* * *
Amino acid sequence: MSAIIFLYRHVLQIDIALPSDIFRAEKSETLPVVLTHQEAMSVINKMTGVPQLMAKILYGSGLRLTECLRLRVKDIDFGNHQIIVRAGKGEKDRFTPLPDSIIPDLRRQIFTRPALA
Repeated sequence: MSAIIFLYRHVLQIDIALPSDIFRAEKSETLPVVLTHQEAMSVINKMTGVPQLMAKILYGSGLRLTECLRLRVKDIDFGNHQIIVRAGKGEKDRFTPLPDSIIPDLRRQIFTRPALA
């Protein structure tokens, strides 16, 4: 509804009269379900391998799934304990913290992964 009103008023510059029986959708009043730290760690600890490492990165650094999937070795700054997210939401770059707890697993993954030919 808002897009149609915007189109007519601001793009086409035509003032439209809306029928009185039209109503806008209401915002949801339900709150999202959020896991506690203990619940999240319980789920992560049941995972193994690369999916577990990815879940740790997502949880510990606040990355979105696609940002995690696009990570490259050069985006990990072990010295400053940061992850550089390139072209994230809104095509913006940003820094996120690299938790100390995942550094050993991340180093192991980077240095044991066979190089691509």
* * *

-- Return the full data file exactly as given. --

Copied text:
Amino acid sequence: MSAIIFLYRHVLQIDIALPSDIFRAEKSETLPVVLTHQEAMSVINKMTGVPQLMAKILYGSGLRLTECLRLRVKDIDFGNHQIIVRAGKGEKDRFTPLPDSIIPDLRRQIFTRPALA
Repeated sequence: MSAIIFLYRHVLQIDIALPSDIFRAEKSETLPVVLTHQEAMSVINKMTGVPQLMAKILYGSGLRLTECLRLRVKDIDFGNHQIIVRAGKGEKDRFTPLPDSIIPDLRRQIFTRPALA
């Protein structure tokens, strides 16, 4: 509804009269379900391998799934304990913290992964 009103008023510059029986959708009043730290760690600890490492990165650094999937070795700054997210939401770059707890697993993954030919 808002897009149609915007189109007519601001793009086409035509003032439209809306029928009185039209109503806008209401915002949801339900709150999202959020896991506690203990619940999240319980789920992560049941995972193994690369999916577990990815879940740790997502949880510990606040990355979105696609940002995690696009990570490259050069985006990990072990010295400053940061992850550089390139072209994230809104095509913006940003820094996120690299938790100390995942550094050993991340180093192991980077240095044991066979190089691509």